Breakfast Cereal Collectibles

When I was a kid, no object by man or God consumed my morning attention like breakfast cereal. I am talking the whole package here, including the box with its bright colors, bold graphics, promotions and comic and celebrity characters. I especially liked contests and games that occasionally appeared on the back. Even better, like a box of Cracker Jack, sometimes small prizes and toys were contained within. Remember the feeling of combing your fingers through cereal until you hit bottom? Then you worked your way side-to-side and corner-to-corner.
I recalled associated commercials when I was chomping away on my Coca Krispies or Captain Crunch. Any jingle previously branded into my mind would be hummed. If milk was slobbered onto the table, so be it. Occasionally, Mom and Dad would try to sabotage this bliss by substituting "healthy" cereals for brands I preferred. These attempts failed. A few table spoons of sugar and chopped fruit and I was back in business. The Rooster on Corn Flakes was quite capable of attracting my attention too. If you are reminiscing over your breakfast bowl right now, you'll probably understand that, across the board, cereal boxes and related antiques represent a tremendous collectible market. The fact that so many of the first cereal companies prospered and still do so today adds extra interest and value to the hobby.

While the Shredded Wheat name was introduced in 1908, this pioneer product was developed around 1893 when Denver Colorado's Henry Perky discovered that his patented cereal making machines were more difficult to sell than the small pillow shaped biscuits they produced. In 1901, he opened up a large bakery near Niagara Falls. There, tourists flocked to the "Palace of Light" and it's state-of-the-art sanitary and technological systems. Some even purchased company picture post cards that are much sought-after today.

Battle Creek, Michigan is an industrial center in grain growing country famous for its large breakfast cereal industry. Kellogg's Corn Flakes was introduced toward the tail end of the 19th century when superintendent and physician of the Battle Creek Sanitarium health resort, John Harvey Kellogg and his sober businessman brother, Will Keith, visualized a cereal in a form that would have good keeping qualities, little or no preparation, be attractive in flavor, light and easy on the digestion.

The Breakfast of Champions was invented in 1921 when, as the story goes, a Minneapolis man interested in health accidentally spilled a wheat bran mixture on a hot stove. After contacting the Washburn Crosby Company, forerunner of General Mills, Gold Metal Wheat Flakes was introduced in 1924. Recently, Wheaties celebrated their 75th anniversary by re-releasing the original packages as selected by the American public through its "Vote for Your Favorite Wheaties Champion" promotion. The winners were: John Elway, Lou Gerhig, Bob Richards (1939 Pole vault) and other U.S. Gold Medal Team members, Michael Jordan, Walter Payton, Mary Lou Retton, Cal Ripken, Jr., Jackie Robinson, Babe Ruth and Tiger Woods.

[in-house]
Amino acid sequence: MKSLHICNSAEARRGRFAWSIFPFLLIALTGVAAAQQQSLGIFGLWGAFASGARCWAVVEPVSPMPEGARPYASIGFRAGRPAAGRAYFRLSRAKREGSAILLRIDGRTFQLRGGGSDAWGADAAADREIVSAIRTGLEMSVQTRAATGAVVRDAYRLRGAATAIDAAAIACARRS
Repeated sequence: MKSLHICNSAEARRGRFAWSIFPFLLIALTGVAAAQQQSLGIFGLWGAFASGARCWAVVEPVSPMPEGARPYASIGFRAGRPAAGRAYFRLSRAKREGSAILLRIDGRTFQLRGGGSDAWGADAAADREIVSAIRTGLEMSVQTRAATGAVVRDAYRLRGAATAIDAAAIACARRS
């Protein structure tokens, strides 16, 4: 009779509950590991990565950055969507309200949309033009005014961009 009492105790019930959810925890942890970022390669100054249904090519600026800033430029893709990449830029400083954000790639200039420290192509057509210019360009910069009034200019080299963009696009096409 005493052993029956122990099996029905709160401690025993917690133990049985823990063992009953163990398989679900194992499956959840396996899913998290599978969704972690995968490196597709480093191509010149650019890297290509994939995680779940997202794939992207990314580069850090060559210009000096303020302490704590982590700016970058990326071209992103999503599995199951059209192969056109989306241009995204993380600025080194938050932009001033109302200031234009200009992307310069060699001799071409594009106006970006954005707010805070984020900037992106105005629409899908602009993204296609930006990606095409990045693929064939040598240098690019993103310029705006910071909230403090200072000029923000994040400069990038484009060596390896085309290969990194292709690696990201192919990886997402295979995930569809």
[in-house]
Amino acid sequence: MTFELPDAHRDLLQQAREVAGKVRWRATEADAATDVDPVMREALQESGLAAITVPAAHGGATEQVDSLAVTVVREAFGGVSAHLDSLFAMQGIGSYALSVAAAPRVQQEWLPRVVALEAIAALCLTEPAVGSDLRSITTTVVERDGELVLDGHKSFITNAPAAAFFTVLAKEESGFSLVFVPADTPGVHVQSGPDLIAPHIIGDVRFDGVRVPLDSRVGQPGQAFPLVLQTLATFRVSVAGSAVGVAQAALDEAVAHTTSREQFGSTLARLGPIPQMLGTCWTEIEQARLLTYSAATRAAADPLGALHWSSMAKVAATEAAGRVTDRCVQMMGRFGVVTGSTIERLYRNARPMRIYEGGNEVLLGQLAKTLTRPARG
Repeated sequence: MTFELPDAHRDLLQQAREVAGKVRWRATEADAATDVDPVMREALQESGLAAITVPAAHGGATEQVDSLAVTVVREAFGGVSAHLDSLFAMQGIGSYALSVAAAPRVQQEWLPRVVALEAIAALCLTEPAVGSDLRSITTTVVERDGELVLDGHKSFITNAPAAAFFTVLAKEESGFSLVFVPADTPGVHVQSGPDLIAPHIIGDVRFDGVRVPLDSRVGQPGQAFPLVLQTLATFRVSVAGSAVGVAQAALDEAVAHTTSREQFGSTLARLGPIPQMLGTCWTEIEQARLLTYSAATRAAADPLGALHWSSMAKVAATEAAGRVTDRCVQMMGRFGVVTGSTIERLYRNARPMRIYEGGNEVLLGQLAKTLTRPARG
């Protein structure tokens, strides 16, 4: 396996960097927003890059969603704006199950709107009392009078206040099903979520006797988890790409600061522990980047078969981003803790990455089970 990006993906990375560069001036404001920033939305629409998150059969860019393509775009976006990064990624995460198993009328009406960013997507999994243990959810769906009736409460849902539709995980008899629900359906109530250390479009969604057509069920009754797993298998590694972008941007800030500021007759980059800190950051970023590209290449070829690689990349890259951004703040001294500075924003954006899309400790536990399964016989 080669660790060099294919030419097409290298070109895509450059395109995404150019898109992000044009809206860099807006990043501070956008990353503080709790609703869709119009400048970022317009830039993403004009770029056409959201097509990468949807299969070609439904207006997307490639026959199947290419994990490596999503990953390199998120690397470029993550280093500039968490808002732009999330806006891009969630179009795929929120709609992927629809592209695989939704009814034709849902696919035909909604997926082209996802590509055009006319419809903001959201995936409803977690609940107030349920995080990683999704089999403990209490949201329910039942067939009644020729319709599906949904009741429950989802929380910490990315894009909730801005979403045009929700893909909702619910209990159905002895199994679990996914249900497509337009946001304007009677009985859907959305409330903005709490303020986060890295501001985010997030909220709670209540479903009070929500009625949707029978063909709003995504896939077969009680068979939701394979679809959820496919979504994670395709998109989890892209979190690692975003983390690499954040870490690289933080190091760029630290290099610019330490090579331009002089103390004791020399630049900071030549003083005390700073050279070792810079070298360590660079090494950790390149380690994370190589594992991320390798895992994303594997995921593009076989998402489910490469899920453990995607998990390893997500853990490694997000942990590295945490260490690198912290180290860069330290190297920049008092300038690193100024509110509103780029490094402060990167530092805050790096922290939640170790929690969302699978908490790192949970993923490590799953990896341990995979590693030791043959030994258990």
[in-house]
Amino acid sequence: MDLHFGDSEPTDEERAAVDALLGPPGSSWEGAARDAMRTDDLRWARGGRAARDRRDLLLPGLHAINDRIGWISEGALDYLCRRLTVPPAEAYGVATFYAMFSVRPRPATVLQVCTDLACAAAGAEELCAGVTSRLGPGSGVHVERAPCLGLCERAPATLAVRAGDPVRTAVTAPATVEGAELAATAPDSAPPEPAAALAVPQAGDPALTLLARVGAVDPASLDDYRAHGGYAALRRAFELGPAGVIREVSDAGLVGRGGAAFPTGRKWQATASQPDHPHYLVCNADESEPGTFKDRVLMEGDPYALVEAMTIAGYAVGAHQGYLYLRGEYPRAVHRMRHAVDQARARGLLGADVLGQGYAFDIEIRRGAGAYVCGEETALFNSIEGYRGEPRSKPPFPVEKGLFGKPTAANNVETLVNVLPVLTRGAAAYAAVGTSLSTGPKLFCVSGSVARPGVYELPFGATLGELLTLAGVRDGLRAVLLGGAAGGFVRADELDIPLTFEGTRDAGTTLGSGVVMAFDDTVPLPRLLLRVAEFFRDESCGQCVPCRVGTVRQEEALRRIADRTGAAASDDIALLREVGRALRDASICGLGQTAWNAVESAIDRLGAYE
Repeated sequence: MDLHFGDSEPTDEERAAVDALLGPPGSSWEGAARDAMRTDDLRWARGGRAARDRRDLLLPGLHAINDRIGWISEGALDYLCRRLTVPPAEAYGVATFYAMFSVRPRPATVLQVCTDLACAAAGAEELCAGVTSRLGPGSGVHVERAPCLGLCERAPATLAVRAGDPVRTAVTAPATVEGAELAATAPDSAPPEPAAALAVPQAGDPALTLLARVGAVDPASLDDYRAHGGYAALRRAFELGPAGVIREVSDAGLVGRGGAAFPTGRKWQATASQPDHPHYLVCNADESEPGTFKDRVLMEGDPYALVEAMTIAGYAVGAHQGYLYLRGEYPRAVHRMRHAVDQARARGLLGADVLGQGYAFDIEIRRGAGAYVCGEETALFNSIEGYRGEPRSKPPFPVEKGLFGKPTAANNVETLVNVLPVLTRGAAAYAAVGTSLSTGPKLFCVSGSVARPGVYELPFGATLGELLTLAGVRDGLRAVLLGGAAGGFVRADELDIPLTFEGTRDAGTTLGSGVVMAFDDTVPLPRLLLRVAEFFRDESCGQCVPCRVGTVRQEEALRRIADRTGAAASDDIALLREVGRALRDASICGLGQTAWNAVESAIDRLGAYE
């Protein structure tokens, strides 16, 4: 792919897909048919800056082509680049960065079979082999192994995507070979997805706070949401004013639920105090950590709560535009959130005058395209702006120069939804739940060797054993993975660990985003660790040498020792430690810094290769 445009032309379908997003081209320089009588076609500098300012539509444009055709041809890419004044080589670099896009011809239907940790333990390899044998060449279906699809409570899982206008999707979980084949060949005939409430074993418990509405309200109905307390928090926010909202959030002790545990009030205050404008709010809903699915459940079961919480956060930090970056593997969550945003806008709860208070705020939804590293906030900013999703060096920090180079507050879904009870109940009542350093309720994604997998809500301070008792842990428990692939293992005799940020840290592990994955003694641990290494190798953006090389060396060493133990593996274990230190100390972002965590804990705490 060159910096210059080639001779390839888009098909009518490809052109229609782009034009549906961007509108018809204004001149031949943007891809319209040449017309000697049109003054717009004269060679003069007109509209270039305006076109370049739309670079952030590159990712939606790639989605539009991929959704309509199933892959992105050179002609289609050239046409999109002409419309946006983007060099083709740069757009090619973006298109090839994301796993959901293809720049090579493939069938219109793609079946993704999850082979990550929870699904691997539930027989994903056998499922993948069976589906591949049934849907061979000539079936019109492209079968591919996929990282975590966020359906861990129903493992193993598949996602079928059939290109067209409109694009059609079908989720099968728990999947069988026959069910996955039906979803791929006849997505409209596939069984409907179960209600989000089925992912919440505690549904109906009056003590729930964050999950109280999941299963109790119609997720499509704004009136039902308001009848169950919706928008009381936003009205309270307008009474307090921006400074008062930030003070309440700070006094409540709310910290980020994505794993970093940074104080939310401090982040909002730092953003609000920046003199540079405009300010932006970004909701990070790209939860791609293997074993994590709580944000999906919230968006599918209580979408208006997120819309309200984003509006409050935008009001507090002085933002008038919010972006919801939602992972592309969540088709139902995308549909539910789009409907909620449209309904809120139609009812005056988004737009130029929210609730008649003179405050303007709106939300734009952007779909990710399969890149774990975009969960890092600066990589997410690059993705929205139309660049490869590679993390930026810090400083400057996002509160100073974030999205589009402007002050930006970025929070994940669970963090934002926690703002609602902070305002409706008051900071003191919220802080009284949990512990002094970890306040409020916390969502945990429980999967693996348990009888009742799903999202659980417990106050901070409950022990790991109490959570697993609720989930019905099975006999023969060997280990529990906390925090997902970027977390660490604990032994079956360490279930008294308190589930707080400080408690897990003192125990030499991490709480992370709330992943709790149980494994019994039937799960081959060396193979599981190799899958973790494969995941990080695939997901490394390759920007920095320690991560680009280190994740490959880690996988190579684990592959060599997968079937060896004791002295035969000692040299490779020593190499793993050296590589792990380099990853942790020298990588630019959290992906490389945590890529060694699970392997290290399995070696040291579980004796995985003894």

Quaker Oats was officially formed in 1901 when Ferdinand "The Oatmeal King" Schumacher and other oat milling pioneers came together to incorporate and introduce their famous name and symbol.

Breakfast cereal antiques include early promotion spoons, bowls and similar items, toys-like a valuable 1946 Buck Rogers Magic Saturn Code Ring, advertising & promotional products, and original cereal boxes.

Many cereal package collectors begin by carefully opening both ends of the box. Heating the glue with a hair dryer will help. Then, they remove cereal, flatten, and store their prize in 14" by 17" clear plastic top loader available in hobby shops and ads in card magazines. Cereal boxes can be displayed full-form by removing the cereal, filling with plastic peanuts, and resealing the box with a low temperature glue gun.

Extraordinary cereal boxes can fetch hundreds of dollars each. Values are determined according to age, condition, sentimentality, rarity, graphic interest, and crossover and promotional interest: For instance, an early Star Wars ad might on a box would might attract Star War's enthusiasts. Lastly, people collect boxes for the characters on them and when they first appeared. For instance, just as a Mickey Mantle rookie baseball card has special value to card collectors, so too would an early Ruth Wheaties box or a 1965 box of Quisp; the year the 3'11" forty-three pound Planet Q resident arrived on earth in his cereal packed spacecraft.

Here's some other first arrivals: Quakies Miniature Quakers (Mother's or Quaker Oats)-1920, Snap!(Rice Krispies)-1933, Mickey Mouse (Post Toasties) 1934, Ranger Joe(Wheat Honey's)-1939, Crackle & Pop!-1941, Buck Rogers(Post Toasties)-1946, Lone Ranger (Cheerios & later other cereals)-1948, Tony the Tiger(Sugar Frosted Flakes)-1952, Marky "I want My Maypo"-1956, Cornelius the Rooster(Corn Flakes)-1957, Trix Rabbit-1960, Cap'n Horatio Crunch-1963, Sugar Bear(Super Sugar Crisp)-1964, L. C. "Lucky" Leprechaun (Lucky Stars)-1964, Count Chocola-1971, Mikey "Hey Mikey Likes it!"(Life)-1974, Big Yella Cowboy(Corn Pops)-1977

Like old lunch boxes, in addition to being a great antique hobby and investment, cereal boxes can be part of an imaginative decorative scheme. Imagine a kitchen with a case-fitted wall filled with interesting old cereal boxes like a 1910 Shredded Wheat or a '65 Trix: colorful graphics and even better memories. 

Wayne Mattox Antiques | 82 Main Street North | Woodbury, CT 06798 | 203-263-2899 |
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